Sun-dried tomatoes, basil and fat-free cream of mushroom soup combine to make a luscious, Mediterranean-style sauce for sautéed chicken and egg noodles.
'noodles' on Serious Eats
I realize barbecue spaghetti sounds wrong. The authentic pasta lover in me scoffs at the heavy-handed sauce, while my barbecue side can't deal with the meat playing second fiddle to noodles. But while it may be "mutant barbecue," as it is called in the caption in this recipe from Mike Mills's Peace, Love, & Barbecue, that doesn't mean it isn't good.
There are many reason this casserole is a classic...it's comforting, easy to make, and oh so yummy.
The restaurant Chả Cá La Vong in Hanoi makes the definitive bowl of Chả Cá, but everywhere we went in Hanoi, there were noodle joints serving their unique version of the dish. The major elements of the dish were as follows: a white-fleshed fish like catfish or snakehead seasoned with turmeric, seared, with plenty of dill and green onions on top; a bed of rice noodles; roasted peanuts; and an assortment of herbaceous greens.
I've gone a little noodle crazy. Though I've done my fair share of Italian pasta dishes over the years, it wasn't until the past few months that I started eating Asian noodles with abandon. I guess I finally realized a simple sauce and vegetables works just as well for udon as it can for spaghetti. This recipe from The Kitchn is one of the better ones I've found recently.
Learn more about pink peppercorns here » During the summer my thoughts turn to spicy fare. It makes you sweat, in a good way, and if you can't beat the heat, you may as well fight it on its own...
Inspiration came from the blog Sugar Lens and a pan-fried noodle dish with chicken, shrimp, bok choy, and mushrooms. I didn't have either the chicken or the shrimp, so I doubled the bok choy and mushrooms, and made this a vegetarian main instead. Thanks to the meaty mushrooms, it didn't taste like it was missing anything at all.
Korean cold noodles, naengmyeon, are Korea's counterpart to Japanese soba. Both naengmyeon and soba can be made from buckwheat; both can be served cold in a savory broth, topped with an assorted of refreshing vegetables and fish. On a hot summer's day, naengmyeon is an ideal one-bowl dish requiring so little cooking on the stove that you'll be contentedly slurping noodles long before your kitchen's had a chance to heat up.
This Scallion, Radish, and Cucumber Salad with Cashews and Vermicelli was just right labor- and flavor-wise, but I was concerned it would be too light to pass for an evening meal. I considered adding fish or chicken to serve alongside, but I decided that I'd take the leap and go it alone. It was the epitome of a quick, healthy, and almost vegetarian* meal.
I'm usually leery of recipes that advertise their spiciness. They tend to be either way too hot, or about as fierce as mild salsa. But I figured I'd give this a shot, considering it came from Simply Ming by Ming Tsai. The source of all the "craziness" here is sambal, a fiery condiment most often found in Southeast Asia.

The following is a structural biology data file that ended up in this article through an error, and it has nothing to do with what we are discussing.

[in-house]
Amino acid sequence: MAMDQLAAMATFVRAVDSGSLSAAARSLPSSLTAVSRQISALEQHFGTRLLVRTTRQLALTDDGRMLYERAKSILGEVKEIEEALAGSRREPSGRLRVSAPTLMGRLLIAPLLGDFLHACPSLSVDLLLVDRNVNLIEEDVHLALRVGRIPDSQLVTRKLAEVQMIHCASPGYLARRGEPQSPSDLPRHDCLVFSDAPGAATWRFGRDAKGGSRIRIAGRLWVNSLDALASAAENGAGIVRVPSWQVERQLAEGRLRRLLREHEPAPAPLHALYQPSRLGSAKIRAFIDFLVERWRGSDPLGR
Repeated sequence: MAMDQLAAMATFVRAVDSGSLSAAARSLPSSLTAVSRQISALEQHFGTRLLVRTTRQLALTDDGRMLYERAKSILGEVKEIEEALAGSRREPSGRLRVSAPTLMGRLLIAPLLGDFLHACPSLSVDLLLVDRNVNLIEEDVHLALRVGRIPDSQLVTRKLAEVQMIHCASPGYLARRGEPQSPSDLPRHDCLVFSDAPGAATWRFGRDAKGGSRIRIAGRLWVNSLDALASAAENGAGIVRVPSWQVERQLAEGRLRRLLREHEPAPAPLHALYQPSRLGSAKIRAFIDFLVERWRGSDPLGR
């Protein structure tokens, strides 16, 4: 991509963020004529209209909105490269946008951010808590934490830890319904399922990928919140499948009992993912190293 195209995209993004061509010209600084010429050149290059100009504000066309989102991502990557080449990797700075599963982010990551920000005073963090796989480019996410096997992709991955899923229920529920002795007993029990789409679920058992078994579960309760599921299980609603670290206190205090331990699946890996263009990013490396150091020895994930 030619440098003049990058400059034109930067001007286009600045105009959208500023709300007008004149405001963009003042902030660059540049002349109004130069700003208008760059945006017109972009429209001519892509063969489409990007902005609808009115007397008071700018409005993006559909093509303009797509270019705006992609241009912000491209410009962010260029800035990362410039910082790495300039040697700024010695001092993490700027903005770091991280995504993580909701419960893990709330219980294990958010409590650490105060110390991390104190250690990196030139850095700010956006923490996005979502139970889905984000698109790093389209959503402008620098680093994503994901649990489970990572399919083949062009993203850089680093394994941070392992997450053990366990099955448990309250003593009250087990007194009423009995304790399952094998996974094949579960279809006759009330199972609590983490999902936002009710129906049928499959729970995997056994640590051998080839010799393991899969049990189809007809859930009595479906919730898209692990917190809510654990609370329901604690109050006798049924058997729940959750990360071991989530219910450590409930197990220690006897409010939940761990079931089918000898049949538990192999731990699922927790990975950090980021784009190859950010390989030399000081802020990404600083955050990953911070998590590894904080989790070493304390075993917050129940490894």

This recipe, adapted from Martha Stewart, is kind of a noodle frittata, filled with ginger and scallions and crunchy sprouts. Doused with soy sauce and plenty of vinegary hot sriracha, it's delicious if a little ungraceful.
This recipe for bibim guksu from My Korean Kitchen is the perfect spring transition dish. The lettuce, cabbage, carrot, and cucumber all provide a cooling crunch. The sauce is bracing and spicy, but it's balanced with both honey and brown sugar, and the soba acts as a nice base for all these flavors. The result is a shock to all the senses, yet still oddly refreshing.
The ingredient list was short and concise, and yet I was detecting all these other flavors that I couldn't place. It wasn't spicy or sweet—the taste was more complex and haunting, almost like a smoky aroma. It was addicting to say the least, but where did it come from? The secret is the high heat.
Learn more about cooking with sambals here....
This is not my kind of food. No disrespect, it's just not what I dream of on my way home from work with a grumbling stomach, lunch long past. Strips of baked tofu, a sauce made with almond butter, and a pile of buckwheat noodles? But I will always respect a recipe that tastes really good. Always.
"Ragù Bolognese is the king of all meat sauces." [Photos: J. Kenji Lopez-Alt] Following this week's ricotta-fest, I found myself with a few quarts of the stuff left over. There's only so much queso fresco, paneer, or ricotta salata one...
"Yes, you can make ramen in an aluminum pouch, but why oh why wouldn't you just simmer it in a pot?" That Alton Brown. I have nothing but respect for the guy. He's one of the reasons I first became...
[Photograph: Jason Wyche] Have you ever walked by the windows full of beautifully lacquered roasted ducks in Chinatown and wondered what exactly to do with them once you got them home? I often find myself gazing longingly at the birds,...